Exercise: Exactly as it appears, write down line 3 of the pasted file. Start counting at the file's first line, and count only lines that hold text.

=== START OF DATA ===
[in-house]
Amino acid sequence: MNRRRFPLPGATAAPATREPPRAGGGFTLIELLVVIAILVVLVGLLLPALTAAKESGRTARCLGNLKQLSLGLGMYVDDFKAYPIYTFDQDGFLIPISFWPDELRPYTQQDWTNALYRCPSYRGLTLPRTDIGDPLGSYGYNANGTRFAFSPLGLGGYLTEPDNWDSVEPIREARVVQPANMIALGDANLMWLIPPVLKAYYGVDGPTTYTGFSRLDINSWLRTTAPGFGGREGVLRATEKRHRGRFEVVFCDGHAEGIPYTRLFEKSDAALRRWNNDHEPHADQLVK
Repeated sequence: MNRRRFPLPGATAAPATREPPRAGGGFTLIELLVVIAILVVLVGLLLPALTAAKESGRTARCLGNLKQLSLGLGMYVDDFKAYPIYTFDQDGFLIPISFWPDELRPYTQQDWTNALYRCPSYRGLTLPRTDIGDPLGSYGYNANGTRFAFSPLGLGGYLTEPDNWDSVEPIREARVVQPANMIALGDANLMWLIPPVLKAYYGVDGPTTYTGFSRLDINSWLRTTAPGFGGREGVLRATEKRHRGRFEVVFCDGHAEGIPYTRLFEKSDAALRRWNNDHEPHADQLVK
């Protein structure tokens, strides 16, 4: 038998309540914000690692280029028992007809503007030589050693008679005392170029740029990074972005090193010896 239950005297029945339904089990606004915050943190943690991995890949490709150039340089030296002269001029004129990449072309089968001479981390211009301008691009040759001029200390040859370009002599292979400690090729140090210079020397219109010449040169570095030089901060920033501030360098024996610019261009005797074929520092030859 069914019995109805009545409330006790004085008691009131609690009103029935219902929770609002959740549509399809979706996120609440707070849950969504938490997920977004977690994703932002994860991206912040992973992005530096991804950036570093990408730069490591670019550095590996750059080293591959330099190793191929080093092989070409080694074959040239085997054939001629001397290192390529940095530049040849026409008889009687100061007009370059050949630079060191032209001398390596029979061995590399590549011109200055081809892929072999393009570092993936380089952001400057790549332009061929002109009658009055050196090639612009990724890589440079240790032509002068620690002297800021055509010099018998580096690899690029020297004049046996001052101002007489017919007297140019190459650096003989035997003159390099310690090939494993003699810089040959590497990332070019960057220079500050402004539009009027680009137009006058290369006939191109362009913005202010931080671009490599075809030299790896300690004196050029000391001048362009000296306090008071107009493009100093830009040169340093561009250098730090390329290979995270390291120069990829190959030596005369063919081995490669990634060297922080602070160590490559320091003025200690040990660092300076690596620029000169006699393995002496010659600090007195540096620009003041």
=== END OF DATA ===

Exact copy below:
Repeated sequence: MNRRRFPLPGATAAPATREPPRAGGGFTLIELLVVIAILVVLVGLLLPALTAAKESGRTARCLGNLKQLSLGLGMYVDDFKAYPIYTFDQDGFLIPISFWPDELRPYTQQDWTNALYRCPSYRGLTLPRTDIGDPLGSYGYNANGTRFAFSPLGLGGYLTEPDNWDSVEPIREARVVQPANMIALGDANLMWLIPPVLKAYYGVDGPTTYTGFSRLDINSWLRTTAPGFGGREGVLRATEKRHRGRFEVVFCDGHAEGIPYTRLFEKSDAALRRWNNDHEPHADQLVK